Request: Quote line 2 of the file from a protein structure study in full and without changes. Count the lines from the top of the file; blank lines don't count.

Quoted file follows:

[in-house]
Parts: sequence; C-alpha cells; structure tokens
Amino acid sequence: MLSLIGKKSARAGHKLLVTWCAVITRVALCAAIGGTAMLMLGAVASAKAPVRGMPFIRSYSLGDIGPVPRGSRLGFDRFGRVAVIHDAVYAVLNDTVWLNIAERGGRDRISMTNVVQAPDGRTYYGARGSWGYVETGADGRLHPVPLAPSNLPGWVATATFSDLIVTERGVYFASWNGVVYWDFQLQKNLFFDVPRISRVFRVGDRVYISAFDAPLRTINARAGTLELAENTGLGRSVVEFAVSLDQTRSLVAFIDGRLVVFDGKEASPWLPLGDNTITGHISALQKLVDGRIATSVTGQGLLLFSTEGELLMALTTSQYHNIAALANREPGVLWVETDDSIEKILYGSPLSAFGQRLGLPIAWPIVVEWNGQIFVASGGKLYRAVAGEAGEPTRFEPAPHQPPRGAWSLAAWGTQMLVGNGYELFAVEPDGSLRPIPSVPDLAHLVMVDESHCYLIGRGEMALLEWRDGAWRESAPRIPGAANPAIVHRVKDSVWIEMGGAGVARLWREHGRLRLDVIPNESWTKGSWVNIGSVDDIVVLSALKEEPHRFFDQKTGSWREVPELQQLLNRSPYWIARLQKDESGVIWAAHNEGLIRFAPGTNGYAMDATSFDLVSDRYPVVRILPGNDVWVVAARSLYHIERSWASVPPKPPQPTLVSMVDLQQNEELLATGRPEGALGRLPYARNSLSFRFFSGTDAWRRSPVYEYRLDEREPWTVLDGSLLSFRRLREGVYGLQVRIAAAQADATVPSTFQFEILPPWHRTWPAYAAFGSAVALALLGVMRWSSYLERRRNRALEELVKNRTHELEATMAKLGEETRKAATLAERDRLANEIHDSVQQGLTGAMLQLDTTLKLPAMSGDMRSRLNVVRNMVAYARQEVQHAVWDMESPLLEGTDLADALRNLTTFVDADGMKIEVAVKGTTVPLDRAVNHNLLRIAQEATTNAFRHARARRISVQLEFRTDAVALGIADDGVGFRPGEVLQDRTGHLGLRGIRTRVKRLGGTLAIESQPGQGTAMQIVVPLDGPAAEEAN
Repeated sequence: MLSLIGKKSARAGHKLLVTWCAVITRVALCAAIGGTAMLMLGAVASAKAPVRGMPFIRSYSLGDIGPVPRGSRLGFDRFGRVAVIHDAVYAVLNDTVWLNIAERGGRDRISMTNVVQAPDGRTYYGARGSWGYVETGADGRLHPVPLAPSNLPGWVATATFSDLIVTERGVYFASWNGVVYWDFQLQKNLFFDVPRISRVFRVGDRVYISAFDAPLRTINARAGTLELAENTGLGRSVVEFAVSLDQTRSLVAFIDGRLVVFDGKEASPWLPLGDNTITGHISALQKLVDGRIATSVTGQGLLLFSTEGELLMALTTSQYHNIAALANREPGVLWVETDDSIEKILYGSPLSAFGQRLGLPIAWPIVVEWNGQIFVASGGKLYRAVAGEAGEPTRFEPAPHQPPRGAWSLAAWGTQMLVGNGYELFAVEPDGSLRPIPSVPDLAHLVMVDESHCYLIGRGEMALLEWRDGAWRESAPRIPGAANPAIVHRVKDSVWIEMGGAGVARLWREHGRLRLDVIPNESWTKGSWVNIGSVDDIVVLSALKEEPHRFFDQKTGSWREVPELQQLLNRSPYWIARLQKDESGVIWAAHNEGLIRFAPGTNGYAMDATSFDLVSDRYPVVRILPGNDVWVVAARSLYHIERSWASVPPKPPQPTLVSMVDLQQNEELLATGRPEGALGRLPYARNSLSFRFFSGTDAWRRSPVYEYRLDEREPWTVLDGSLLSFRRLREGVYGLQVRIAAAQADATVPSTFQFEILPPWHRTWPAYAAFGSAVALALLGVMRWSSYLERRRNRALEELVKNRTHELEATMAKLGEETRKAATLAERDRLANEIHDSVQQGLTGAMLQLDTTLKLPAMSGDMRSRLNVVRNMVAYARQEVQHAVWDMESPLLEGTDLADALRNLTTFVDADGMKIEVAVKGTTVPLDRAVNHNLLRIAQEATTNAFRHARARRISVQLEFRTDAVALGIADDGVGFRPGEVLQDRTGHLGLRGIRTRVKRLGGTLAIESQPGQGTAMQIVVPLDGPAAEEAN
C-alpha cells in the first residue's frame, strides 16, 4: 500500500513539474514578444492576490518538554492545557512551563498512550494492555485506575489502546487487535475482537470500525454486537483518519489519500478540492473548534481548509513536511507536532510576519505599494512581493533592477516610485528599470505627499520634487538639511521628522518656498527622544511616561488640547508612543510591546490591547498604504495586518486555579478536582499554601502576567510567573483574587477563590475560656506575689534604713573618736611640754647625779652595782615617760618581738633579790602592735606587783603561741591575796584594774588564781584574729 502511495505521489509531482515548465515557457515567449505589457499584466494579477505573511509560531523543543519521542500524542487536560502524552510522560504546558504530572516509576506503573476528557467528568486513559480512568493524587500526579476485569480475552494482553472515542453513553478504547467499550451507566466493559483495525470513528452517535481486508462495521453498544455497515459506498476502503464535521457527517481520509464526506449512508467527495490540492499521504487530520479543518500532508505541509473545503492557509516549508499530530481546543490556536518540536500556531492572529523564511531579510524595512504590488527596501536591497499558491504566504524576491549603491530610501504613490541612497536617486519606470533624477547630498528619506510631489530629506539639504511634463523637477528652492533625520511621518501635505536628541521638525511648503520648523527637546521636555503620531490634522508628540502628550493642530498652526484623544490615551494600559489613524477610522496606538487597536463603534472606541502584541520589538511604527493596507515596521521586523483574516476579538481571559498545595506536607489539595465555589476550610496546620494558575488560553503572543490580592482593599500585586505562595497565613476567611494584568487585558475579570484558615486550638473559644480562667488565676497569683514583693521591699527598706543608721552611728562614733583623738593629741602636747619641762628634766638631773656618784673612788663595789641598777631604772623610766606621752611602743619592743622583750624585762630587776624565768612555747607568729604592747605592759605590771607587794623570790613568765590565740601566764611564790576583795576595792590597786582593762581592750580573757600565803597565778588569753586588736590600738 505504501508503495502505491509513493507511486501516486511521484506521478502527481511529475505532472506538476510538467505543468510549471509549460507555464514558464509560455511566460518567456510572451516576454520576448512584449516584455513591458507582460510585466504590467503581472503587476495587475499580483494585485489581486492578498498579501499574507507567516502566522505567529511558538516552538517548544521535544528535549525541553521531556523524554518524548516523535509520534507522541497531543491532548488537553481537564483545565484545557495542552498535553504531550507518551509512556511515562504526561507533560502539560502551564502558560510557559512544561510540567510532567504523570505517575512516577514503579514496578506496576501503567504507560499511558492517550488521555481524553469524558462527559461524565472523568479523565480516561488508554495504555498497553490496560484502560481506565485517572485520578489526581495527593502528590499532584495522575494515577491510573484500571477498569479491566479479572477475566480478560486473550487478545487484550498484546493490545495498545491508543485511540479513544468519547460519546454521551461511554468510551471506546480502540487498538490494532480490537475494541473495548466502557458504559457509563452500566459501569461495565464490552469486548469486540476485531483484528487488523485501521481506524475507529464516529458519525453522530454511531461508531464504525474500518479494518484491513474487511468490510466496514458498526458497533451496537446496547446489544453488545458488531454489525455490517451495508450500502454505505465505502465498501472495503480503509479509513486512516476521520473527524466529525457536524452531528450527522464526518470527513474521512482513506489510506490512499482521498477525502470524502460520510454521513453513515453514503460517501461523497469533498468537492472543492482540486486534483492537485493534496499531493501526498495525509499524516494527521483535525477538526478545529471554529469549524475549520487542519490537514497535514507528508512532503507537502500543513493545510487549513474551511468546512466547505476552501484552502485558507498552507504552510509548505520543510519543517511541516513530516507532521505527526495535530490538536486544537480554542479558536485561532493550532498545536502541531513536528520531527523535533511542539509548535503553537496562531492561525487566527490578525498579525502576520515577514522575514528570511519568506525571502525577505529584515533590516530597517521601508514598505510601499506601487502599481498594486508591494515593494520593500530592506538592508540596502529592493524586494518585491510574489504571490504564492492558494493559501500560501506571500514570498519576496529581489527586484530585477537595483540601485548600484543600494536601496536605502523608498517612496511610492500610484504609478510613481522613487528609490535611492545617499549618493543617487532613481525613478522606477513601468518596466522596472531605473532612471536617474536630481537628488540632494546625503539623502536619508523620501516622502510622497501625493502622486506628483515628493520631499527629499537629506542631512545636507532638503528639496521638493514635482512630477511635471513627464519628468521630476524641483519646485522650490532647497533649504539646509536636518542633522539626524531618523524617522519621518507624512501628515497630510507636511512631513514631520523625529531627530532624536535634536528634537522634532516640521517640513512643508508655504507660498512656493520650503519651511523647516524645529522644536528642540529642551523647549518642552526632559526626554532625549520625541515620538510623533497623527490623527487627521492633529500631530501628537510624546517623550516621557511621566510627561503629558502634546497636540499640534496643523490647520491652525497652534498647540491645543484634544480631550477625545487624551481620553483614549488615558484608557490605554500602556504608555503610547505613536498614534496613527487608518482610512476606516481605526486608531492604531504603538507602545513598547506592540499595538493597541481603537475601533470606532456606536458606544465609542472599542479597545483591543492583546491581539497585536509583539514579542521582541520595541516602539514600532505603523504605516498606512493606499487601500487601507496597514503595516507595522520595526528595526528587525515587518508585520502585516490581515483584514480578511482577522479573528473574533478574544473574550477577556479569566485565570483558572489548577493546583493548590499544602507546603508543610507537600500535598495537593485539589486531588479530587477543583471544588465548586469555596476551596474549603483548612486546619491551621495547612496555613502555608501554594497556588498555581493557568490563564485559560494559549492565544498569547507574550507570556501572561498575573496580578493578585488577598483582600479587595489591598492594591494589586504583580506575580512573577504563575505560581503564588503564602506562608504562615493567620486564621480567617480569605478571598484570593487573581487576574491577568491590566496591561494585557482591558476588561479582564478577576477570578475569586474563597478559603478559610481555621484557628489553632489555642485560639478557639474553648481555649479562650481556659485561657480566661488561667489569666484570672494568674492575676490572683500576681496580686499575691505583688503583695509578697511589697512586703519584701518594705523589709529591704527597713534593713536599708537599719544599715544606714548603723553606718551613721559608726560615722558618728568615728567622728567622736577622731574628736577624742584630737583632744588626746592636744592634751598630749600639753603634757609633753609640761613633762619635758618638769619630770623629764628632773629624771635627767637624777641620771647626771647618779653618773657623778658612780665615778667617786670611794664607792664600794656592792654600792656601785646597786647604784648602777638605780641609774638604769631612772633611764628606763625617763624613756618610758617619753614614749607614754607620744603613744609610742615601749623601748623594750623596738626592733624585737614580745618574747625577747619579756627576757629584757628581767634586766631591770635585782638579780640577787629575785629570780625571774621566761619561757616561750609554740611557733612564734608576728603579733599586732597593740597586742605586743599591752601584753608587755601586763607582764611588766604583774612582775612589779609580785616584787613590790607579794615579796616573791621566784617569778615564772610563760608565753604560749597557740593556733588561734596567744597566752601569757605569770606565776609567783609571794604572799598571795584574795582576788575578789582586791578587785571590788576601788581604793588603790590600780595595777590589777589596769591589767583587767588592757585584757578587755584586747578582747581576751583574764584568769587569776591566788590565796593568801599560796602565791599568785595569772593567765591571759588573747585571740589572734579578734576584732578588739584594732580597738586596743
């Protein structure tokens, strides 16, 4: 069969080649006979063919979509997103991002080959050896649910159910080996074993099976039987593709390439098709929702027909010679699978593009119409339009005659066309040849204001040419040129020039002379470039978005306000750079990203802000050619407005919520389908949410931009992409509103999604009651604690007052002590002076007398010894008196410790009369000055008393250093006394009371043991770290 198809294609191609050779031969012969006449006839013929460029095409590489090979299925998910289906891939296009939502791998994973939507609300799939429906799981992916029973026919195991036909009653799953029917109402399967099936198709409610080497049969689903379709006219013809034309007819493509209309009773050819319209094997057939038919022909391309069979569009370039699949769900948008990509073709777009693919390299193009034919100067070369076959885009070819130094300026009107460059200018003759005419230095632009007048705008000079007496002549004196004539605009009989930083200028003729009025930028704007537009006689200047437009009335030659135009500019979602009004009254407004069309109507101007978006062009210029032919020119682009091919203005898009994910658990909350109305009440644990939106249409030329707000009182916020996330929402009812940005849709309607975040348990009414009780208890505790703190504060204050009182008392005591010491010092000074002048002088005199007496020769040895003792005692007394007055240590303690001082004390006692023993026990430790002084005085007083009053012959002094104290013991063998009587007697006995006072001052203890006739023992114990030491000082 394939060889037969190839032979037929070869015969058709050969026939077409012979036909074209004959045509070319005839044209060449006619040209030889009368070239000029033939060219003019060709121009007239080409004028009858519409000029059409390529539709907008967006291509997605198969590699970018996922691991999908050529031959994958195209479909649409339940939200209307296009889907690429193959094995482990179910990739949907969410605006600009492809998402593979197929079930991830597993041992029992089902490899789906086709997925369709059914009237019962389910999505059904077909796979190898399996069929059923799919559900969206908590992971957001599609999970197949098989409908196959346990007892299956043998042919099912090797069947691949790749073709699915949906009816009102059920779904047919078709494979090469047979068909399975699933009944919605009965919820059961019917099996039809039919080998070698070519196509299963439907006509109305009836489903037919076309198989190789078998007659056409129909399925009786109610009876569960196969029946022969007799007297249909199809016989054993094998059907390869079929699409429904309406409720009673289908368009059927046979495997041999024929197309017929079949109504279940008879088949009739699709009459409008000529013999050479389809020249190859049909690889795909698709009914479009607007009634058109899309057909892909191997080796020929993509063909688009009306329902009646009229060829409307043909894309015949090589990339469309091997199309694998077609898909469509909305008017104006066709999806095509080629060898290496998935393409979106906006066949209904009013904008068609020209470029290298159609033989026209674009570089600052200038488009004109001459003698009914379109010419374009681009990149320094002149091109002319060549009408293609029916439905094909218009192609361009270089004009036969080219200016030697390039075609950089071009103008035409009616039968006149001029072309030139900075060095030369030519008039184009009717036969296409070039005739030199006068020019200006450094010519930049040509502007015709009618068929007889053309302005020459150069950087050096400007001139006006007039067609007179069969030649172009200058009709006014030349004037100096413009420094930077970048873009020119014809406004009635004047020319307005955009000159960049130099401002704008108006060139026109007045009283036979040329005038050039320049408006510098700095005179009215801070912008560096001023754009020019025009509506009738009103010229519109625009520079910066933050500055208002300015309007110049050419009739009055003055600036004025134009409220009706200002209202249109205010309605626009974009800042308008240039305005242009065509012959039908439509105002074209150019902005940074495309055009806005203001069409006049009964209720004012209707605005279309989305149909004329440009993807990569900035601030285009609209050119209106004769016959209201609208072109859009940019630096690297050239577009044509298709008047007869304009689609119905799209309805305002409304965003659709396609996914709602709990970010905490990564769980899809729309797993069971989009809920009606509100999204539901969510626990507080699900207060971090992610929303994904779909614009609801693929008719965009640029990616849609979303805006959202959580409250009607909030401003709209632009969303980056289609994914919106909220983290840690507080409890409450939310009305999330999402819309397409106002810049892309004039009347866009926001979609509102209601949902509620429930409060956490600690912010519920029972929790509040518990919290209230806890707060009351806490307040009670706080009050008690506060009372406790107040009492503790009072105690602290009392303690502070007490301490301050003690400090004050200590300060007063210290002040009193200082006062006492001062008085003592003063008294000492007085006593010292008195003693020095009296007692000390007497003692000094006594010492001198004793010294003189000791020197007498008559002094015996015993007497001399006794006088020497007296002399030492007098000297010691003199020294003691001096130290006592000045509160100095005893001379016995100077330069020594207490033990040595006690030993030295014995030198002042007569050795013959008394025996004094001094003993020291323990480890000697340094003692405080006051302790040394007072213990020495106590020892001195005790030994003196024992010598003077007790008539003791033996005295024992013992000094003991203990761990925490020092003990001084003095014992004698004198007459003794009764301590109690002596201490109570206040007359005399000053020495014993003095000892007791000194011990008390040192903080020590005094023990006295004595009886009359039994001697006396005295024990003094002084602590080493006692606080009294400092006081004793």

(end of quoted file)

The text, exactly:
Parts: sequence; C-alpha cells; structure tokens